Monday, February 26, 2024

Gaspé is experiencing a real economic boom

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Alan Binder
Alan Binder
"Alcohol scholar. Twitter lover. Zombieaholic. Hipster-friendly coffee fanatic."

The expansion of the LM Wind Power station will create up to 200 new jobs, which represent new residents who will need housing and who will need to be able to provide services, including daycare places.

Gaspe Mayor, Daniel Cote (archive)

Photo: Radio Canada/Margaret Morin

2021 has been a record year for construction, the mayor confirms. It is for approximately $240 million worth of projects to be undertaken and/or completed.

Daniel Cote specifies that the previous record of $115 million dates back to 2006.

« It is unbelievable what is happening now. »

Quote from Daniel Coty, Mayor of Gaspé

The vagaries of the pandemic, access to materials, higher costs, longer duration and scarcity of labor have not stopped us from moving forwardThe mayor proudly notes.

He also indicates that 161 housing units, social or private housing were built in 2021, noting that more than 300 housing units were established during the past five years.

But not everything is settled. The city of Gaspé is always in need of new real estate developers to build housing for rent, among other things.

Residential building under construction.

Over 300 homes have been created over the past five years.

Photo: Radio Canada

big projects

Several major construction projects have begun, including the LM Wind Power site ($160 million), the Seniors’ Home in Rivière-au-Renard ($30 million), and the Department of Transportation’s Service Center ($21 million).

Among the projects considered urgent is the construction of a road between the industrial area of ​​Augustine and the sea port to transport the blades of huge wind turbines.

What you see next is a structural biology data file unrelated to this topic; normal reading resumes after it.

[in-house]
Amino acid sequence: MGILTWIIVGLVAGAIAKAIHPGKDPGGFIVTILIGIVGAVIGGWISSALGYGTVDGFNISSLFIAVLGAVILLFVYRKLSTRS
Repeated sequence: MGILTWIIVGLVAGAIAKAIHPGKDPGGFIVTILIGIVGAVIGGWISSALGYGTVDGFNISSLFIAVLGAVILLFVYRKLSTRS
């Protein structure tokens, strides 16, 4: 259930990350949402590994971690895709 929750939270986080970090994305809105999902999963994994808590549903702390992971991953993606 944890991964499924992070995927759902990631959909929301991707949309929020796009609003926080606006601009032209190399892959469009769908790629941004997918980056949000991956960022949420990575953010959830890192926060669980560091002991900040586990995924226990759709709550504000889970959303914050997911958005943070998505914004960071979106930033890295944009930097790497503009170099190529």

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Even if he escaped access to a program to help build a new arena last year, Daniel Côté does not lose sight of the project and intends to be ready for new programs.


Gaspé Square will soon be 50 years old (archive).

Photo: Radio Canada

Regional air transport: a key issue

Mayor Gaspé wants to take full advantage of this momentum. This is why regional air transport remains a major issue in her eyes.

Since Air Canada let us down, we’ve had two companies, Pascan Aviation and PAL Airlines, Daniel Cote recalls. So somewhere, we’re lucky to have them. On the other hand, flight schedules and ticket prices are also still an issue.

It’s more stable than before, but still more expensive, even if Gaspésiens can get discounts of 30% and Madelinots, 60%.

A ramp agent spins a plane on the runway at Gaspey Airport.

Regional air transport at Gaspe Airport (archive)

Photo: Radio Canada

However, he admits that the situation can hardly be improved with the significant reduction in the number of customers traveling less due to the pandemic.

Before the pandemic, we were 25,000 passengers a year, and there weren’t even 10,000, he says. I understand them, [les compagnies aériennes], so you won’t be able to offer more.

Like many other mayors, he is eagerly awaiting the reform promised by the Minister of Transport, François Bonardel.

Based on an interview by Bruno Lilifri

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